When OCD tells you to wash in a particular way, such as making you wash each finger beginning with your little finger – bend the rule a little. Start with your thumb. Wash that first. This will make you a little uncomfortable but continue to bend the OCD rule this way until bending this rule gets easy and then bend the rule in a different way. Perhaps wash your thumb first and then go back to the little finger and then to the thumb again. It doesn’t matter how you bend the OCD rule. If it makes you a little uncomfortable, it’s working. Bend the OCD rule until you’re able to break it and stop doing it altogether. If the OCD tells you to always start to walk with your right foot, try starting with your left. If OCD tells you to read every single word on a page, try skipping one word per sentence or one word per paragraph. Remember, if it makes you a little uncomfortable, it’s working. You’re winning!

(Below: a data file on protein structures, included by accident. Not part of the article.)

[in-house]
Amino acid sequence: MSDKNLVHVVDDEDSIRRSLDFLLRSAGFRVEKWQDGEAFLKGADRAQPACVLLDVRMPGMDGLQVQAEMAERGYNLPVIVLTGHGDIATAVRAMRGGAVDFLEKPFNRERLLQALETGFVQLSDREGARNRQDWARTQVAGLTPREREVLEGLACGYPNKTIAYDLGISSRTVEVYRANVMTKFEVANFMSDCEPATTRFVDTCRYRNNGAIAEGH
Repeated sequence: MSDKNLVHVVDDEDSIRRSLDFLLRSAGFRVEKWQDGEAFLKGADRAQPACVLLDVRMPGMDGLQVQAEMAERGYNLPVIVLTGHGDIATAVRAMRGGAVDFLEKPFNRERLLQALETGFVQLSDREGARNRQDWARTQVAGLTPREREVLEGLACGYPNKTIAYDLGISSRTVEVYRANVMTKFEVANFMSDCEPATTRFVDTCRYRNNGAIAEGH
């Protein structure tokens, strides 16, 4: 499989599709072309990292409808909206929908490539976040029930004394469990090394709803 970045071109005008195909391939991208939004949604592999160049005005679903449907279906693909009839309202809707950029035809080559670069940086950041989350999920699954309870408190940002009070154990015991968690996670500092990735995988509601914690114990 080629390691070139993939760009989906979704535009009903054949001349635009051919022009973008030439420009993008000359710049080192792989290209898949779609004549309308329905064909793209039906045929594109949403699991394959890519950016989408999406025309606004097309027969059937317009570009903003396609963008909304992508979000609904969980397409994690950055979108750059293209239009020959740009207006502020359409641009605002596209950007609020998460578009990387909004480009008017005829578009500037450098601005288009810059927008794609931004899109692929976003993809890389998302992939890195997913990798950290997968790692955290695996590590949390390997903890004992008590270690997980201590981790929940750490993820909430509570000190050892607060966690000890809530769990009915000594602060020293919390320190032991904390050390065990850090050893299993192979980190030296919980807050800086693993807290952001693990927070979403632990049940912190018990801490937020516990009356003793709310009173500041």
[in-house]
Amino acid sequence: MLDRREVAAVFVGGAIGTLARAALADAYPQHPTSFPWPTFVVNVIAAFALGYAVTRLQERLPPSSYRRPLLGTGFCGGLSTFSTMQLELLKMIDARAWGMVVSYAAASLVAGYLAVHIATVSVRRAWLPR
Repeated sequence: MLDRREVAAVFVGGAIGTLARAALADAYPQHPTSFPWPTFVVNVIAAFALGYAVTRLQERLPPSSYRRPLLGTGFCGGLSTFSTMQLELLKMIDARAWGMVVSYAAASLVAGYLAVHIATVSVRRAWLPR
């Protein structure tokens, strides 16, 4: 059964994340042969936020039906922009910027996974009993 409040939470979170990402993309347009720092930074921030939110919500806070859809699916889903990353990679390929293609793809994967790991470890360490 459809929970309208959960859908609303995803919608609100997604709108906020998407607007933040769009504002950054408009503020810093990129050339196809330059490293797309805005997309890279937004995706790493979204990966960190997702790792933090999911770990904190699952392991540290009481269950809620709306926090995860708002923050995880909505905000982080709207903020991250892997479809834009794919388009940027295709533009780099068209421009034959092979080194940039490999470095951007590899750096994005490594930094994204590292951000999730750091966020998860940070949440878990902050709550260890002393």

Step Toward Discomfort. Perhaps the most important step in turning OCD on its head is to practice stepping toward discomfort, rather than away from it every day. Stepping toward discomfort means that you no longer search for quick ways to escape your discomfort. Instead, you look for little ways to increase your discomfort, such as running your fingers along a dusty windowsill or scanning the newspaper for an article on a topic that, in the past, you would have avoided reading. Seeing discomfort as an opportunity rather than a burden will help you stay on top of your OCD each day and for the days to come.